Before I begin, I'd like to point out that we used disposable diapers for both of our kids throughout their diaper-wearing tenure. For many of the reasons that parents cite today, we did not even consider using reusable cloth diapers, because disposable diapers keep your child clean and comfortable and they are super convenient.
It didn't take long, however, for me to stop and think about all the diapers that we were going through. When you get down to it, it's important for your baby to be clean and dry, meaning that parents need to continually change their diapers throughout the day. It has been estimated that over a baby's lifetime, they will go through 6,000 diapers, all of which will end up in landfills. Furthermore, there are growing health concerns over the synthetic materials that are used in disposable diapers, and the fact that they are in constant contact with your baby's skin.
In light of this, people are taking another look at the age-old staple of my infant years, the cloth diaper. While using a cloth diaper was pretty much unthinkable when we were young parents, the modern day cloth diaper has come a long way.
Indeed, after doing a some research, I learned that today's cloth diapers are a viable option to keep your baby clean and comfortable, and for a number of important reasons.
Prices and total costs will vary by brand and quantity. This is solely intended to give readers a rough idea of cost for comparison purposes.
With this in mind, however, cloth diapers are a pretty good bet for saving money over disposables. The total cost of disposables over a baby's diaper wearing tenure (2.5 years) is anywhere from $1,800-$2,500. When I did a quick check on Amazon, the 84 count box of Huggies Snug and Dry was $24.99, which works out to about 30 cents per diaper. Multiply that by 6,000 and you're looking at a total of $1,880.
BabyGearLab estimated that cloth diapers will set you back about $575 over the same time period, which includes the cost of washing the diapers and wipes, helpful accessories, and flushable liners. That's a fairly substantial savings, which increases with each child you have because the diapers can be re-used with each additional child.
Environmental and Health Considerations
If you have any concerns about the environment, than the impact of disposable diapers is hard to ignore. The EPA estimates that every year 20 billion disposable diapers end up in landfills, and those diapers aren't going to break down any time soon. Furthermore, most of us (myself included) don't know that throwing fecal waste into landfills is technically illegal in many areas because of the potential threat of groundwater contamination.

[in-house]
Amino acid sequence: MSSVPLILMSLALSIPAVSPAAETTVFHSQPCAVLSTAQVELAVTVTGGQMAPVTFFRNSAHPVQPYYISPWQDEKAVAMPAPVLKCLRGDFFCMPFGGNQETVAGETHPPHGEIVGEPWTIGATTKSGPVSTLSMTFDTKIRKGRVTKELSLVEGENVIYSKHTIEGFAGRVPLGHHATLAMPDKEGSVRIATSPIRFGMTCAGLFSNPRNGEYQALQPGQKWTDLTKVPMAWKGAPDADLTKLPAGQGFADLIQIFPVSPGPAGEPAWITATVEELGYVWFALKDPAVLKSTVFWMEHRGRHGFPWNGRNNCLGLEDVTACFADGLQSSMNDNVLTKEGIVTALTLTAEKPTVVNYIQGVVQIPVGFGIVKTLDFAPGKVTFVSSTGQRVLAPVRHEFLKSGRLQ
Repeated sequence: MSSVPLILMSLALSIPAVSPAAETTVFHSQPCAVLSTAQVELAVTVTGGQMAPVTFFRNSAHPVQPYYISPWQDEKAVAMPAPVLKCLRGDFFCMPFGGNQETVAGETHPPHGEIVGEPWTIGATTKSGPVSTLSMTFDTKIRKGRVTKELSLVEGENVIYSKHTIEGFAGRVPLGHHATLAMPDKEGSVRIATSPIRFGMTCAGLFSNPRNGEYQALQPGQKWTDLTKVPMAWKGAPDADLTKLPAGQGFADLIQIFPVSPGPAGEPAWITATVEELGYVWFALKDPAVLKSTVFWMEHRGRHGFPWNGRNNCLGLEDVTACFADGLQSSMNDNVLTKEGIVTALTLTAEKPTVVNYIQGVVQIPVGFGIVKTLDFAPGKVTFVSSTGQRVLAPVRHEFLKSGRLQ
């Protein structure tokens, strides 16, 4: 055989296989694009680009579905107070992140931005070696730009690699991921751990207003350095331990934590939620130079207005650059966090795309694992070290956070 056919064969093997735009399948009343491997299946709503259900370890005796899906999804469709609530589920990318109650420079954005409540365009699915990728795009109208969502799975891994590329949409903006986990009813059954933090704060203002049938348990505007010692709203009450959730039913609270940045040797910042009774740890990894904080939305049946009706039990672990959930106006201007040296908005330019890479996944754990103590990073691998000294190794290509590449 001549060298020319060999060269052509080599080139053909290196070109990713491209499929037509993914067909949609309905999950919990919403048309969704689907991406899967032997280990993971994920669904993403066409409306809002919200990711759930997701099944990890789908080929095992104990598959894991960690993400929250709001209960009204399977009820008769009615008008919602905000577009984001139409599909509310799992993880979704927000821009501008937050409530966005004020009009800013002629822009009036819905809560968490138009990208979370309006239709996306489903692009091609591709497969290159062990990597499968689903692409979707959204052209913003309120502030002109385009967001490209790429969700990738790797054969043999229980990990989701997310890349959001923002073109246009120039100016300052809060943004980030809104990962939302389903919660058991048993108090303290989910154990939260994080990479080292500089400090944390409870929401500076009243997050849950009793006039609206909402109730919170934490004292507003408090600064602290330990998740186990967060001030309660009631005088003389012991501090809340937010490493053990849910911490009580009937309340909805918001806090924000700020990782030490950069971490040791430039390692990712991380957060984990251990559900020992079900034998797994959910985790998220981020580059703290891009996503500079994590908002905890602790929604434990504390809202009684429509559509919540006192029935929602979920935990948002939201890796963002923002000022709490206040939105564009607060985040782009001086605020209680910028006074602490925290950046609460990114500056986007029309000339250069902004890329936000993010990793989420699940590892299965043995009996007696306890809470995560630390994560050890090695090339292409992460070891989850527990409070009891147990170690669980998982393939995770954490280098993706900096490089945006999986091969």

Cloth diapers, on the other hand, are much more environmentally friendly. Not only are the diapers re-used and don't end up in landfills, but the waste ends up in the sewer system, where it is properly treated and disposed of.
Finally, most of the disposable diapers are manufactured using synthetic materials that will be up against your baby's skin 24 hours a day. While there is no conclusive evidence that these materials are bad for your baby, it may be a source of concern for some parents.
As I mentioned, we used disposable diapers exclusively for our kids. Cloth diapers were not even on our radar. They just seemed too daunting for new parents like us. We live in a fast-paced world where convenience trumps all, and cloth diapers are just not as convenient as disposables, mainly because they need to be washed.
However, it is important to keep in mind that cloth diapers have come a long way in terms of ease of use, and washing aside, can be just as easy to put on your baby as disposables. When you factor in the savings and environmental benefits, today's cloth diapers have a lot going for them. Plus, disposable diapers don't even come close to cloth diapers in terms of style options and the "cuteness" factor.
The Final Verdict
In the end, cloth diapers need not be as intimidating to parents as they seem. Sure, life is much simpler when you can dispose of things in the trash rather than wash them, but the same can be said of our plates and flatware at home.
And truth be told, it is easy enough to try them out. In fact, parents can try them while still using disposable diapers. It is not a lifelong commitment. Experts recommend waiting until your baby outgrows a size 1 disposable, which is about the first month.
The next big dilemma you'll have to confront is which diaper to choose, because there are many good options to consider.